Despite the fall from grace of its orchestral originators,
easy listening was gliding through the century, taking many different, sometimes surprising forms.
It would even enjoy a revival.
The good life still needed a soundtrack.
# Not a cloud in the sky Got the sun in my eyes
# And I won't be surprised if it's a dream... #
Easy listening would also provide a safety net for some pioneering rock and roll and pop artists
who were, inevitably, getting older.
-# Down dooby-doo down down... #
-In 1975, Neil Sedaka showed how a maturing rock and roll performer
could drift into the world of easy listening with exactly the same material.
# Breaking up is hard to do... #
Breaking Up Is Hard To Do, I wrote it in 1962 as a rock and roll song.
The tune originally was a sad lyric with a happy tune.
# Down dooby-doo down down...
# Breaking up is hard to do
# Don't take your love... #
A sad...sentiment with a happy tune.
it again was a number one song 15 years later
as a slow, romantic ballad.
# Don't take your love
# Away from me
# Don't you leave my heart
# In misery... #
My songs are right in the middle of the pop, of the rock...
# Breaking up is hard to do... #
They kind of span in-between those
and the easy listening.
The easy listening stations started playing maybe James Taylor, certainly us.
And all of a sudden we kind of created a whole new...
..category, which was adult contemporary.
-What does that mean?
It means it's a different name for easy listening!
# My love must be a kind of blind love... #
Baby boomers were getting older and started wanting to relax.
They found music with vocalists that... The Eagles could very easily segue into easy listening.
And I think some of those performers did do some easy listening stuff.
# Take it easy
# Take it easy
# Don't let the sound of your own wheels drive you crazy... #
The charts now throbbed with the biorhythms of middle-aged America,
mixing country and western stars with ageing folk hipsters.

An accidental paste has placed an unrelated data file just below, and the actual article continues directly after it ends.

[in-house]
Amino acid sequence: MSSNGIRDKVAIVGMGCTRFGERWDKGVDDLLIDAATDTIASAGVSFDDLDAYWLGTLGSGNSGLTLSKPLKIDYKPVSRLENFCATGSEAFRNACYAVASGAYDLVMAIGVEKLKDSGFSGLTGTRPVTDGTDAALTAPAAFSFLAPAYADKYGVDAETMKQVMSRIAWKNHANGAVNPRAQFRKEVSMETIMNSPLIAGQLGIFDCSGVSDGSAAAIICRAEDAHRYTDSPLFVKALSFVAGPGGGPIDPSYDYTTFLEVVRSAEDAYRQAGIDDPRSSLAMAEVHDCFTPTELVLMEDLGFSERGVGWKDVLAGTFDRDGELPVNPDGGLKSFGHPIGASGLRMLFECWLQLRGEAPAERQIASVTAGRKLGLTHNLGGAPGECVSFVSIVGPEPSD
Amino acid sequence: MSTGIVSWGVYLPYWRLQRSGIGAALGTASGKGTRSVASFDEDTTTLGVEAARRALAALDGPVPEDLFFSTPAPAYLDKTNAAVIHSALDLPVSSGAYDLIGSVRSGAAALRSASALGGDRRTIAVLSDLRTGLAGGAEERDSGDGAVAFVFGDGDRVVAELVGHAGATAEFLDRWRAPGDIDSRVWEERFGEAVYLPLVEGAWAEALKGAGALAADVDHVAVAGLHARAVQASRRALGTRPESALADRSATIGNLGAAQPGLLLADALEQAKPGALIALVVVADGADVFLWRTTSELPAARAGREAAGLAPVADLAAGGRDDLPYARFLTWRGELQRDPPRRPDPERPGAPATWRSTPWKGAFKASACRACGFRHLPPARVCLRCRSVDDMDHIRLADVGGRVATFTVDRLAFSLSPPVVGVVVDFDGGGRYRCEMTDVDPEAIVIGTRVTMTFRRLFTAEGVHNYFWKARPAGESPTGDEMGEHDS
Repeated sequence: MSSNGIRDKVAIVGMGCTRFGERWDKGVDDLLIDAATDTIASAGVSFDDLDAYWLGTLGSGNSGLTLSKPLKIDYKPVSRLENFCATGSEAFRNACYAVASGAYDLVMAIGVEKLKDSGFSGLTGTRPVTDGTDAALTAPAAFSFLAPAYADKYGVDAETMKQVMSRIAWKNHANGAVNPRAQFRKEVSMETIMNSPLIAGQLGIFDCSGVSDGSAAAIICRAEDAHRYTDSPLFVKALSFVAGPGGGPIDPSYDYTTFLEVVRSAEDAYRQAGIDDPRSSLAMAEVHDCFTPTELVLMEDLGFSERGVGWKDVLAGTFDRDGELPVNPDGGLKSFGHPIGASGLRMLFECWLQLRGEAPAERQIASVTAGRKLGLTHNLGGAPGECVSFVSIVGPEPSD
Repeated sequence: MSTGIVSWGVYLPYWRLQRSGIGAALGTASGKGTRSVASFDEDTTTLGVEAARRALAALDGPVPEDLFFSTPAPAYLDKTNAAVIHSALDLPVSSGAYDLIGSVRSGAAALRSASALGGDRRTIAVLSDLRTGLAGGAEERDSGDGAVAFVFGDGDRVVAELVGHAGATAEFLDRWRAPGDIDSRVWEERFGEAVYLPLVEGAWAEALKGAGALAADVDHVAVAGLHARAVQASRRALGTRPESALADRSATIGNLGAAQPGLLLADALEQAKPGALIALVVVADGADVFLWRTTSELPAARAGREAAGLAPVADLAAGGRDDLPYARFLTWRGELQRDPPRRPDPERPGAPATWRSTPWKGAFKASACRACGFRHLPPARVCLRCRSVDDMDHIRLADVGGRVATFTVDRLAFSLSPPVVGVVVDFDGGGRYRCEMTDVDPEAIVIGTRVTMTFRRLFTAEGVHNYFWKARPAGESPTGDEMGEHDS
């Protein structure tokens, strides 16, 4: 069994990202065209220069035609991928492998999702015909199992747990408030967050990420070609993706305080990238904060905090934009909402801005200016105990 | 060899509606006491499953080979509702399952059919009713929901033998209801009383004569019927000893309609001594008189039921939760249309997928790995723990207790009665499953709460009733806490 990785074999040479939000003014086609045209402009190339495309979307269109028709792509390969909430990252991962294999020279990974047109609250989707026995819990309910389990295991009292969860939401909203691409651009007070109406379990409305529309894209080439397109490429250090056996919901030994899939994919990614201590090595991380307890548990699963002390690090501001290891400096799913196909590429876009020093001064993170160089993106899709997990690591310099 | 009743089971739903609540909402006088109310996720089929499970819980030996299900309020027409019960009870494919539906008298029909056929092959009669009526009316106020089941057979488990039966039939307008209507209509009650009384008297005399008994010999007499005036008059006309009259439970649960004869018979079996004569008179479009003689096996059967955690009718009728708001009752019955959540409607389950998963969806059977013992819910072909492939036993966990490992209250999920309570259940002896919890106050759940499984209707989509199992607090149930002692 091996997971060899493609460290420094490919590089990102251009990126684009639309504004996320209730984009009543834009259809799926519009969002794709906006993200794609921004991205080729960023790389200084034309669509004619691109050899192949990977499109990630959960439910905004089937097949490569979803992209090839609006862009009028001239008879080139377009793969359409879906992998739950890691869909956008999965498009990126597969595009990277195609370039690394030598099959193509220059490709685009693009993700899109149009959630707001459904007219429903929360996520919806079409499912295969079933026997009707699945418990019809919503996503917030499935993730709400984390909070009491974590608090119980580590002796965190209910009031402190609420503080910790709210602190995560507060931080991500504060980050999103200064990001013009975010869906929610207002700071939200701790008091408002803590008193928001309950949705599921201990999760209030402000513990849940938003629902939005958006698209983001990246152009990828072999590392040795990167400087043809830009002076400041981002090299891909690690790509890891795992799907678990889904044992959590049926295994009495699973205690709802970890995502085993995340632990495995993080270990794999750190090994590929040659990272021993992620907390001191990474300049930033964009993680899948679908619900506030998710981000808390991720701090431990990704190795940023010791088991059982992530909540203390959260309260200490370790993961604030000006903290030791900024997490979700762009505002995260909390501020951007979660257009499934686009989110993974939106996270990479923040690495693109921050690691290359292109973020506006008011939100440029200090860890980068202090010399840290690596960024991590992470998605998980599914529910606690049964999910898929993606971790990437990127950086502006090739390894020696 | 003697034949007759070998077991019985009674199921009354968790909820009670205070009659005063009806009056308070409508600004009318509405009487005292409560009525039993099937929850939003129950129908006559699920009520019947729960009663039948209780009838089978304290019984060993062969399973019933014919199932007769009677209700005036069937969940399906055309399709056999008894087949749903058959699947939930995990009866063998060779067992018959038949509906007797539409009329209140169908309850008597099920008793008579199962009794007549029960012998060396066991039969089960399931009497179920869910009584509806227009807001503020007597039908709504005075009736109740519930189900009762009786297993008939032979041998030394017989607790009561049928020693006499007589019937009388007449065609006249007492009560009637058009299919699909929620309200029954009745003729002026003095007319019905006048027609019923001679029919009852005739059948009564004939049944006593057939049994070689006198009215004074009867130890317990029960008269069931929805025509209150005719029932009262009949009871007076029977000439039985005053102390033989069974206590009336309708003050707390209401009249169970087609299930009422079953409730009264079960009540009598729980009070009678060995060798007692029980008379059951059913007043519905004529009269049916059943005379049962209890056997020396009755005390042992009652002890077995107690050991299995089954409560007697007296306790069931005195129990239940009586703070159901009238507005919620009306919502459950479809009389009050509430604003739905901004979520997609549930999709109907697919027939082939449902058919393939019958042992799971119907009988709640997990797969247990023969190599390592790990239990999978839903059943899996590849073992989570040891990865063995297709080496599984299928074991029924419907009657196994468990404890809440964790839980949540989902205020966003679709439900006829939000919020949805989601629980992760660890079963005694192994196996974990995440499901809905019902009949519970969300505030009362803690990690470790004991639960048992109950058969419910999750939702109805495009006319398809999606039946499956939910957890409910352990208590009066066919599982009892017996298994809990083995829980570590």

Having recovered from a period of career success overload, Herb Alpert was back,
minus the Tijuana Brass, with his own smooth, easy jazz.
But through it all there was always Richard and Karen Carpenter,
working their way towards worldwide album sales of over 100 million.
Their global success now guaranteed the survival of Herb's record label,
but to some executives at A&M, easy listening music was still a middle-aged embarrassment.
That kills me. I...
There were a whole lot of people at the label
who really... begrudged us our success, which in turn was THEIR success!
# Long ago
# And oh so far away... #
They got to keep their jobs!
I suppose they're aimed at...
Yeah, a kind of audience
that had grown out of pop music.
I imagine the Carpenters were for people who grew up with Herman's Hermits rather than The Who.
And this is their adult music.
# Talking to myself and feeling old
# Sometimes I'd like to quit
# Nothing ever seems to fit
# Hanging around
# Nothing to do but frown... #
If you listen to Rainy Days and Mondays, that's like a record
that sounds like it's really delving into the soul of a woman doing the ironing while on Valium.
# Rainy days and Mondays
# Always get me down... #
A song like Goodbye To Love is about as emotionally intense a four minutes of music
as has ever been recorded.
# No-one ever cared if I should live or die
# Time and time again the chance for love has passed me by
# And all I know of love... #
There's something not quite right. It is quite unsettling.
It always felt a little bit like that. It was too good to be true.
Obviously, with hindsight, we know there were problems.
They shouldn't have toured nearly, nearly as much
and I should have spent... Well, taking everything into consideration,
Karen passing on at 32 years of age and everything else,
but... just shouldn't have done all that.
We should have concentrated more on...just making records.
And me writing some more songs.
We get so obsessed with the idea of how things turned out and it became Woodstock and Altamont
that the idea that many millions didn't agree with that or like that
and found rock music extraordinarily repetitive and rough and peculiar,
in their heads something like The Carpenters was natural.
It wasn't just... once Heartbreak Hotel came out,
that that was it and everything was rock and roll and pink and black.
It wasn't like that at all.
It was a mixture.
And all one has to do is look at the pop charts
and see that...at the same time that Heartbreak Hotel was a number one record,